Even people of a young generation may be familiar with the scene from Schulberg's gripping screenplay, Waterfront (as it was known in the States), in which Brando, as the punch-drunk hero Terry Malloy whose evidence rids a New York dock of corruption, reminds his hoodlum brother balefully of persuasion in throwing an eliminator for the middleweight championship.
When you think of great lines from the movies, "I coulda been somebody, Charlie; I coulda been a contenduh," is right up there with best of of them. In obvious association it became, like Bogart's "Play it, Sam" and Cagney's "Ya dirty rat", a boon to impressionists.
In creating the role that enabled Brando to give one of his most memorable screen performances, Schulberg drew on a passion for boxing shared historically by other notable literary figures such as William Hazlitt, George Bernard Shaw, Oscar Wilde, Jack London, Ernest Hemingway, Norman Mailer and AJ Liebling.
Wilde was so attracted to the sport that he journeyed by boat from Liverpool to watch John L Sullivan and Jim Corbett in a contest considered to have been the first, officially, for the heavyweight championship. What Wilde would have made of boxing today is another matter.
Last week in Las Vegas, shortly before Mike Tyson's comeback in an alleged contest against Peter McNeeley, who might have struggled to overcome the ring announcer, I put it to Schulberg that boxing today can legitimately be compared with professional wrestling. Everywhere you look there is more hyperbole than substance.
Schulberg agreed sadly. "Apart from Tyson and a few guys in the lighter divisions there is hardly a fighter worth speaking about," he said.
More than 30 years ago, a Schulberg novel, The Harder They Fall, that alluded to criminal activities and was unquestionably based on the exploitation of a giant Italian heavyweight, Primo Carnera, who was briefly champion, caused a great stir in boxing circles. This was because many knew it to be not entirely fictional.
In the final scene of a film based on Schulberg's novel, a contrite press agent, played by Humphrey Bogart in his last screen role, types: "Boxing in the United States should be banned, even if it takes an Act of Congress." This was not what Schulberg had in mind. Part of his intention was to protect the sport from sinister forces, the gangsters who were jailed as the result of a federal investigation.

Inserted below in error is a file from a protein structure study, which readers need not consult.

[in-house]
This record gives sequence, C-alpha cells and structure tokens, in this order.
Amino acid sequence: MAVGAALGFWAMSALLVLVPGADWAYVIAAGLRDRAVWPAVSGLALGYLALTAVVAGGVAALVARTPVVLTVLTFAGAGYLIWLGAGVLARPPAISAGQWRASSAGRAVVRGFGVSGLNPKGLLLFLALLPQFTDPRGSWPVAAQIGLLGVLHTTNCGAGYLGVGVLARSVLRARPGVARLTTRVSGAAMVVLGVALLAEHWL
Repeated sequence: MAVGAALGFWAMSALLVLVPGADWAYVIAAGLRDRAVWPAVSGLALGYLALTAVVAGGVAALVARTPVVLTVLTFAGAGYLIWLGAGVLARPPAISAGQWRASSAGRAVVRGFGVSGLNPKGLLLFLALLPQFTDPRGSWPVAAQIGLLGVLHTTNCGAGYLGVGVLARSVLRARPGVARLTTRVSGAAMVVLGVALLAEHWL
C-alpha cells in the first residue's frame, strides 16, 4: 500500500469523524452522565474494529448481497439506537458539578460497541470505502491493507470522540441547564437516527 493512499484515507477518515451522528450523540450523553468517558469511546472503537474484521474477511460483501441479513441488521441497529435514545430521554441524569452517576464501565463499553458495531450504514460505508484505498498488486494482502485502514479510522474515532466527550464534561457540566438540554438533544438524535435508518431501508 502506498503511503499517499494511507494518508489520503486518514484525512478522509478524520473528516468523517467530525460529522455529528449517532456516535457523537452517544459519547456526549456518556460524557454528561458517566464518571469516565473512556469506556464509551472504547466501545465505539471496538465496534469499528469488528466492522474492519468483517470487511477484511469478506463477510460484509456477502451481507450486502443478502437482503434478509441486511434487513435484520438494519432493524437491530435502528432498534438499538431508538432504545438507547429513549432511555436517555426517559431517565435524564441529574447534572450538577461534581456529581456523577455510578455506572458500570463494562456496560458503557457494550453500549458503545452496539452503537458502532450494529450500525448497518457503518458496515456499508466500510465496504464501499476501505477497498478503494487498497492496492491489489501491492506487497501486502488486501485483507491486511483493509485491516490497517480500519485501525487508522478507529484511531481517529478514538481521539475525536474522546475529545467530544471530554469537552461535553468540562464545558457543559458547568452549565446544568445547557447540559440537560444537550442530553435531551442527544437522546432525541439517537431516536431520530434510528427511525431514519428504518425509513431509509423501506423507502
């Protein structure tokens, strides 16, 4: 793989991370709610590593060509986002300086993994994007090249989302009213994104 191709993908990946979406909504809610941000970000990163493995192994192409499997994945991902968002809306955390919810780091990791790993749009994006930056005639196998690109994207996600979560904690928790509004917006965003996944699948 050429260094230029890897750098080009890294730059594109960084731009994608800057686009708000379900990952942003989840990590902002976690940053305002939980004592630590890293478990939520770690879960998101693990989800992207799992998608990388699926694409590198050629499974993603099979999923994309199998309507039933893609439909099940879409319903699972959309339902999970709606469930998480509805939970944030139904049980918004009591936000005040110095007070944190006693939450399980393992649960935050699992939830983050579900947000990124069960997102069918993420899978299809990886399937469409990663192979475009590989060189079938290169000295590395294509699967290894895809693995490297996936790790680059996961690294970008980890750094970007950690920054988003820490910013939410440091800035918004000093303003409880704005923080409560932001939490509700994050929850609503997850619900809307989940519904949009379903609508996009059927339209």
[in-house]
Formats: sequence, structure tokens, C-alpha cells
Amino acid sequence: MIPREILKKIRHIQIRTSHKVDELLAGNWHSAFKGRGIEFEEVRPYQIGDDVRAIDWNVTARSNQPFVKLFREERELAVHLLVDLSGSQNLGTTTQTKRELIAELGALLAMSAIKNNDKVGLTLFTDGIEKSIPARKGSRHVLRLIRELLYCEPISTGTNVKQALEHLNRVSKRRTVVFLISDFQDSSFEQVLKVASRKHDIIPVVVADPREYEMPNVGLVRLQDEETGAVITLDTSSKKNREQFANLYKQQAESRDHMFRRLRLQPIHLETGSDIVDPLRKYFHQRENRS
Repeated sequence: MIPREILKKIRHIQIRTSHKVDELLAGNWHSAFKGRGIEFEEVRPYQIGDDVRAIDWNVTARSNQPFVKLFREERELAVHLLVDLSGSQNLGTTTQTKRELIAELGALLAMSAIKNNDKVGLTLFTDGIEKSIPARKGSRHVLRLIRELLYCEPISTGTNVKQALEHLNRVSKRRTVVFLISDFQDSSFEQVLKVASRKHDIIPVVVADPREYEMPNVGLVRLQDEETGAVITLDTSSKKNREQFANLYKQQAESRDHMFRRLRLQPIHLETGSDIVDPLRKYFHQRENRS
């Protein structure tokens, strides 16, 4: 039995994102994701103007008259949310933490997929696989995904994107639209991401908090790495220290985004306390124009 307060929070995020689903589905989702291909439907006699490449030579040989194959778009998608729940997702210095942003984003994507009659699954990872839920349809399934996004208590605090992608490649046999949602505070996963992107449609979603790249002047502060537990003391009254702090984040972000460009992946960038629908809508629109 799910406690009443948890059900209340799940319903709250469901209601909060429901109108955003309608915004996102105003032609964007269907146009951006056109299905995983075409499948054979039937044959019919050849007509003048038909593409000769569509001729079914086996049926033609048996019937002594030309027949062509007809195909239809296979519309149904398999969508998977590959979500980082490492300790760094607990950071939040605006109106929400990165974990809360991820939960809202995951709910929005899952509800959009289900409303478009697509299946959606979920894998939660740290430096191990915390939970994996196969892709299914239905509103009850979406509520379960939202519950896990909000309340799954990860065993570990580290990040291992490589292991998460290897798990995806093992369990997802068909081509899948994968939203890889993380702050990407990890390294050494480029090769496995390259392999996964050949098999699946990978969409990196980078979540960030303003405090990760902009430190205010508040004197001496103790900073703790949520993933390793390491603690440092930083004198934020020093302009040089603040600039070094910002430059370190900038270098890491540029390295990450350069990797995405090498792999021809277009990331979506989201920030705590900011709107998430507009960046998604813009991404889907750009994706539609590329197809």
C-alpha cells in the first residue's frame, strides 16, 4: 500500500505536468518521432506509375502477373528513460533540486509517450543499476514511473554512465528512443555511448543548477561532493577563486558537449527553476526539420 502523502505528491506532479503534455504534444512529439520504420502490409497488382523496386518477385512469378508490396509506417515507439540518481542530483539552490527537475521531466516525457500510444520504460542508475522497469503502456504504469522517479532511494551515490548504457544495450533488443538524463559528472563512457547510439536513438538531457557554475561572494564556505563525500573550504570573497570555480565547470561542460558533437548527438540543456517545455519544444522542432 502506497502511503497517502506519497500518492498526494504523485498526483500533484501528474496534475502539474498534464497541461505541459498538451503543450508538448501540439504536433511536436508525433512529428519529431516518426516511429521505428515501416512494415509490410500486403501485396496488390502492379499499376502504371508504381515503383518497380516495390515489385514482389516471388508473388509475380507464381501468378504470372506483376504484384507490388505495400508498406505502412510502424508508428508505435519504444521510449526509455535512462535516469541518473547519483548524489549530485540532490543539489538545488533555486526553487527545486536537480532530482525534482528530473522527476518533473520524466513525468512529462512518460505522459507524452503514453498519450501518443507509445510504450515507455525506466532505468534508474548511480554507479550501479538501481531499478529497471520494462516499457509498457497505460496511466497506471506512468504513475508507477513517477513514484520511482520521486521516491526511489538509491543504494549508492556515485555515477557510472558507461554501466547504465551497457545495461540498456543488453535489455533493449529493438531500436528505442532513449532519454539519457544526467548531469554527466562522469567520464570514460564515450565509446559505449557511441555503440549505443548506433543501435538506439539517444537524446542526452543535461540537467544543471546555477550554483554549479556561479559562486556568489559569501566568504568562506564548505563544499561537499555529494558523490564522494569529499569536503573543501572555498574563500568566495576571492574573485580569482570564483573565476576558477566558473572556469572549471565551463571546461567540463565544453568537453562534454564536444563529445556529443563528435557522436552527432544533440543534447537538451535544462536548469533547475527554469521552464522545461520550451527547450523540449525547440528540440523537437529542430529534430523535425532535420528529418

It isn't that boxing now is crooked but that it is getting more and more ridiculous, especially in the heavyweight division.
Before Tyson and McNeeley climbed into the ring last week, Bruce Seldon fought Joe Hipp, the first native American to be involved in a heavyweight title match. The World Boxing Association lists Seldon as a champion but that is a designation rather than a fact. Over the first six rounds it could be concluded that he and Hipp had negotiated a peace treaty. When Hipp was told that no further exertions were required of him and Seldon's hand was raised, nobody in the audience appeared to notice.
Tyson's next opponent on 4 November is Buster Mathis Jnr, another heavyweight of monumental anony-mity, indicating Don King's un-swerving faith in PT Barnum's maxim that all the people can be fooled some of the time.
Largely because of television's pernicious influence, boxing today is mostly about phoney fulmination and a ludicrous proliferation of titles. Occasionally a thrilling contest comes along but even those of us are drawn instinctively to the sport grow weary of exaggeration and mismatches.
Schulberg has recently published a new book, Sparring with Hemingway and other fighters. Apart from the eponymous champion it features Muhammad Ali, Rocky Marciano, Sugar Ray Robinson, Roberto Duran, Ray Leonard, Marvin Hagler and others. You may think the thought typical of my generation but Schulberg's latest work reminds us that we knew better times in boxing.Reuse content